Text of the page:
Greetings from Azkaban Park, New JerseyJun 12, 2004 · peterb · 3 minute read
Watching the third Harry Potter movie is a bit like watching someone drive an aging, souped up car: when they improve the engine, it just makes how the car’s suspension creaks through the corners more obvious.
In the earlier, worse movies, it was easy to ignore the underperforming actors and actresses, because Chris Columbus’ (Home Alone) direction was so ox- stunningly, earth shakingly bad. Three hour movies – that felt longer – with every unimportant detail of the Rowling books included, and littered with endless reaction shots, like some freakish movie version of “Hello Kitty” mixed with Edvard Munch’s The Cry. Instead,The Prisoner of Azkaban is blessed with director Alfonso Cuaron, who unlike his predecessor does not consistently underestimate the sophistication of his audience.
Where Columbus tells, Cuaron shows. Where Columbus explains in soul-crushing detail, Cuaron hints, or simply omits. Where Columbus overwhelms with baroque detail, Cuaron overwhelms with simplicity, cutting to the emotional core of the story: that while Harry may be a powerful wizard, he is also walking wounded.
Unfortunately, although the quality of the filmmaking has improved, the quality of the acting has not. It is painful to contemplate that out of the three leads, the most improved is Rupert Grint’s portrayal of semi-comic- relief Ron Weasley. I give up on Emma Watson, completely. One moment, she’s almost capturing the essence of the character in movement and mannerism, and then she opens her mouth, literally stiffens like a board and proceeds to recite lines as if off a cue card. At least the actor who plays Harry, Daniel Radcliffe, is consistent in his mere adequacy.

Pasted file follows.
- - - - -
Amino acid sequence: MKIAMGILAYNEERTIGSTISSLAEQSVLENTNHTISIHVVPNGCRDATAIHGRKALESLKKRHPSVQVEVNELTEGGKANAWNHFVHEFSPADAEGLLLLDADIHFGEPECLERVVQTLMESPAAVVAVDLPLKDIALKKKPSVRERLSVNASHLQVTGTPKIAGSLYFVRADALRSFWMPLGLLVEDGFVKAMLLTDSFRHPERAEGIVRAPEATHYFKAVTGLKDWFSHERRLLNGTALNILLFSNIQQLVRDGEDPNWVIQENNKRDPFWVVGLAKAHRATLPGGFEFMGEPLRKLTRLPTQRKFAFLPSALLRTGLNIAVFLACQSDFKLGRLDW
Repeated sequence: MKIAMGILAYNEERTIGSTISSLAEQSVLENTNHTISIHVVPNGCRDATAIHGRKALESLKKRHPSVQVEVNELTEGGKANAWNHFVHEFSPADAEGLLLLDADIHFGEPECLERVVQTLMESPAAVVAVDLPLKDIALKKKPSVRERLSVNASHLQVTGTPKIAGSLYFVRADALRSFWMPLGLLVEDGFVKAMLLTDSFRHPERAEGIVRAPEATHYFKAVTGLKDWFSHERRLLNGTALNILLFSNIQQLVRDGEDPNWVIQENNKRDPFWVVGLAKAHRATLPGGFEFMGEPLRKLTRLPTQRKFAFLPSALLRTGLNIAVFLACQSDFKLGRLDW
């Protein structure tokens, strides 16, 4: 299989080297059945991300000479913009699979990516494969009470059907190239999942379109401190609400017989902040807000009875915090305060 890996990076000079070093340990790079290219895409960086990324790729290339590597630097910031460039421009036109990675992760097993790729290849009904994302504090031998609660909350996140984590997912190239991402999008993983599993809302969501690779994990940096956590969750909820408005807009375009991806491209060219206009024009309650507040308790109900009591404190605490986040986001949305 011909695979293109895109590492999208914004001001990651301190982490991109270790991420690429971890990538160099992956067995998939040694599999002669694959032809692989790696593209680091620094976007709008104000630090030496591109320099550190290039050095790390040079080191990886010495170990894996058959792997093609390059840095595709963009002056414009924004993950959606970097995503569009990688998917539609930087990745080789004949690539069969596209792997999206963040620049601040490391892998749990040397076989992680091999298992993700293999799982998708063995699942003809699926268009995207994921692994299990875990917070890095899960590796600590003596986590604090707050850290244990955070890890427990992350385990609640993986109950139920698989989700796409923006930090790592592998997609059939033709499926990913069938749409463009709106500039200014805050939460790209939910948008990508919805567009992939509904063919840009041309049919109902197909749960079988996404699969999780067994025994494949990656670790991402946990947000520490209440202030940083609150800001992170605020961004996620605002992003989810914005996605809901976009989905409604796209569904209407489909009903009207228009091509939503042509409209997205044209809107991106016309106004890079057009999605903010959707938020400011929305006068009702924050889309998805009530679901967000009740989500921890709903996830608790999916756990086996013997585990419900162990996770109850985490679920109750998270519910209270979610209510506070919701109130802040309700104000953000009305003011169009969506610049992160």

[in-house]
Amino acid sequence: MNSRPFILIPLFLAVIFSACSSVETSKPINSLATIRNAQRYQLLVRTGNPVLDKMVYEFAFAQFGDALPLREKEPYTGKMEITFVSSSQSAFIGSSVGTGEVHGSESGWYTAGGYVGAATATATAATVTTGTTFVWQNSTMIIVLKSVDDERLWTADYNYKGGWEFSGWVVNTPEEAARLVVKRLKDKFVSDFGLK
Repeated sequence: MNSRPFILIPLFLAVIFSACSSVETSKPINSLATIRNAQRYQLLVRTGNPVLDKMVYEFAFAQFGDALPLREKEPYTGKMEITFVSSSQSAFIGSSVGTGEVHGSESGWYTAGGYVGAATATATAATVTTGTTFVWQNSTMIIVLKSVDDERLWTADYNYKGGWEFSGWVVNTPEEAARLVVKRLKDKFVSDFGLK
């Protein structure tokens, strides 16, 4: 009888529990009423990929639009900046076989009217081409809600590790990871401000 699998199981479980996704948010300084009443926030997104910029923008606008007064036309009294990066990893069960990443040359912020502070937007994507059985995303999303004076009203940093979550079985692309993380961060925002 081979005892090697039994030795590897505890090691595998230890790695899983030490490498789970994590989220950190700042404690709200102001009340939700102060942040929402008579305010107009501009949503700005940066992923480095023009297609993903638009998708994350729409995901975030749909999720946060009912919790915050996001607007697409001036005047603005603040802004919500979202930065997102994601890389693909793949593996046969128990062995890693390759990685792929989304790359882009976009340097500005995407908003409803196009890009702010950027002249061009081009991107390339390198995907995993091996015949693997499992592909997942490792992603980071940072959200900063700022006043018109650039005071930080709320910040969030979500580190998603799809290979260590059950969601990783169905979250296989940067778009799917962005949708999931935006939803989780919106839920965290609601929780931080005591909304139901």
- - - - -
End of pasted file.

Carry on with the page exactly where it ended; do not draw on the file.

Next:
Notably improved from previous movies is the role of Dumbledore. Michael Gambon (who in my mind is inextricably linked with the raging, magnetic, apocalyptic portrayal of gangster/restaurant owner Spica in The Cook, The Thief, His Wife, and Her Lover) brings much needed life and spice to the role. Richard Harris’ somnabulic stint as Dumbledore should be forgotten like a bad dream. Perhaps, if we’re lucky, Hermione will undergo a similar transformation. Gary Oldman also has a brief cameo, playing Gary Oldman.
The special effects were much better in this film than in either of its predecessors. The editing was tight and fast, and many intelligent choices were made about what to omit from the screenplay. This is yet another example where less is more. I mope at the opportunities lost in the last films, where so much fat could have been trimmed off the bones. The stories (or at least the movies of the stories) would have been better for it.
I enjoyed Azkaban more than either of the two previous films – for example, I didn’t fall asleep during this one – and I hope that for the fourth film, the producers continue to make more changes of the sort that improved this film. Audiences are flexible. If we could deal with James Bond changing faces ten times, we can deal with Harry or Hermione suddenly changing their appearances during adolescence and developing acting skills.